Saturday, 9 March 2013

Film Review #47

Adventureland (2009)
Director: Greg Mottola Starring: Jesse Eisenberg, Kristen Stewart, Ryan Reynolds, Martin Starr, Margarita Levieva, Matt Bush, Bill Hader, Kristen Wiig

Certificate: 15 Running Time: 107 Minutes

Tagline: "Nothing brings people together like a crappy summer job"

Teen comedies have always been a bit of a mixed bag for me. Some of them are fantastic but many more are boring, stupid, or just plain awful. One example of the former is Superbad, a film I found immensely witty but also highly rewatchable as well, so when I first heard of Adventureland I was mighty pleased. It is after all from the same director, as its cover states proudly, so I was pretty much expecting more of the same juvenile, booze-fuelled tomfoolery. However, while Mottola's earlier film places the two 'heroes' in their final few weeks of high school, Adventureland is set shortly after its end when James (Eisenberg) is about to depart for a road-trip around Europe with his best friend. After spending the opening scene getting dumped by his girlfriend though (for the second film of his in a row that I've seen!), Jesse soon receives some more bad news when he discovers that not only can his parents no longer afford to fund his trip around Europe but they can't even put anything towards his upcoming stint at Columbia University either. That leaves him stuck in Pittsburgh circa 1987, and that can only mean one thing...

Wednesday, 6 March 2013

Random Game I've Never Heard Of #8

Robocco Wars (1991)
By: IGS / Taito Genre: Platform / Shooting Players: 1 Difficulty: Easy-Medium
Featured Version: Nintendo NES First Day Score: 110,950
Also Available For: Nothing

As any keen gamer from my era (and hemisphere) will tell you, the number of games officially available for whichever system we might call our favourite can be important but is usually only half the story. The number of quality titles available to import from other territories can usually boost the range significantly and can include all sorts of weird, great, and no so great titles. I was a fairly regular importer in the early 90's but one system I know very little about is the Famicom. Being as popular as it was, I have little doubt there are probably hundreds of games for it that never saw release in the West, and it was one of these that I discovered by accident when randomly selecting from the immense combined NES/Famicom release list for the latest post in this series of features. Since it is exclusively Japanese, the story or even basic premise behind the intriguingly-named Robocco Wars is not immediately forthcoming but it is a game that proved mighty appealing on first impressions.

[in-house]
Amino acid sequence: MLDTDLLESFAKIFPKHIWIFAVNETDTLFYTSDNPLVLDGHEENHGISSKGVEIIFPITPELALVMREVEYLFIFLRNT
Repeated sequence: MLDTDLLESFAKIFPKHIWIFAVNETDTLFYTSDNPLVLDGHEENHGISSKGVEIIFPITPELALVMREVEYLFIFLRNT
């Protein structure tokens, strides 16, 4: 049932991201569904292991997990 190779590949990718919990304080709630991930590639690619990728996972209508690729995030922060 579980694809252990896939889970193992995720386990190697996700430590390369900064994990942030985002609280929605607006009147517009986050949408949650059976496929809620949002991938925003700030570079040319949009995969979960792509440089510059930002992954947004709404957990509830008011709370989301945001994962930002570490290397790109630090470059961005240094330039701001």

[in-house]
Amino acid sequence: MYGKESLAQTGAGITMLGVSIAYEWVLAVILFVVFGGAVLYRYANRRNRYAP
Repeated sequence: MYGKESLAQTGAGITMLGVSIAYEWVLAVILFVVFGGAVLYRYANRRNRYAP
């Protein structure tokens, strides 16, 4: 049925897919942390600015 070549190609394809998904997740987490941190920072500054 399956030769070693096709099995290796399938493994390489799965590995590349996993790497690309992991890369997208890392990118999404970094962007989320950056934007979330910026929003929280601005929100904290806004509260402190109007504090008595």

Sunday, 3 March 2013

Doujin Shmups #7

Ablation (2007)
By: 16x16 Genre: Shooting Players: 1 Difficulty: Medium
Featured Version: PC First Day Score: 27,200
Also Available For: Nothing

There's certainly an encouraging number of passionate gamers out there creating all manner of homebrew/doujin games and the number seems to be increasing all the time, but as far as fan-made shmups are concerned, the favoured kind almost always seems to be swooshy, colourful bullet-hell games. This offering from 16x16, however, is a bit different. It was originally made for one of those game creation competitions and, as you can see from the screenshots, it actually has a look more reminiscent of a far more technically limited system like the ZX81! That little 1kB machine still managed to produce a good few enjoyable games though, so I remain confident that this splendidly-named shooter could also be spiffing!

Friday, 1 March 2013

3DO Games #4

Star Fighter a.k.a. Star Fighter 3000 (1995)
By: Fednet / Krisalis Genre: Shooting / Strategy Players: 1 Difficulty: Medium
Featured Version: 3DO First Day Score: Lord knows, I've been playing it years!
Also Available For: Archimedes, PlayStation, Saturn

This screen is so suddenly-noisy it makes me jump!
As has been documented here on numerous occasions, my failed attempts to embrace most games that the modern systems have had to offer is a source of confusion and frustration. This hasn't always been the case though, obviously, and at many times from the distant past right up to... ummm... a while ago, I've enthusiastically welcomed all sorts or innovations, either gameplay related or those facilitated by the advancement of technology. Some of these occasions have been and will continue to be relayed here, but one of the greatest examples of the latter came the first time I played this game. Sadly, the 3DO didn't last too long and my local second hand game store had soon marked down all the games they had for it. I picked up a handful of titles for £10 each including Star Fighter but didn't really know much about any of them. The others ranged from average to quite good but Star Fighter, being the one I knew least about, was the last one I tried. I later discovered it's actually based on a game released the previous year for the Acorn Archimedes but the 3DO version had undergone some significant tarting-up. I didn't know this at the time though, of course, but its splendour was soon apparent nonetheless.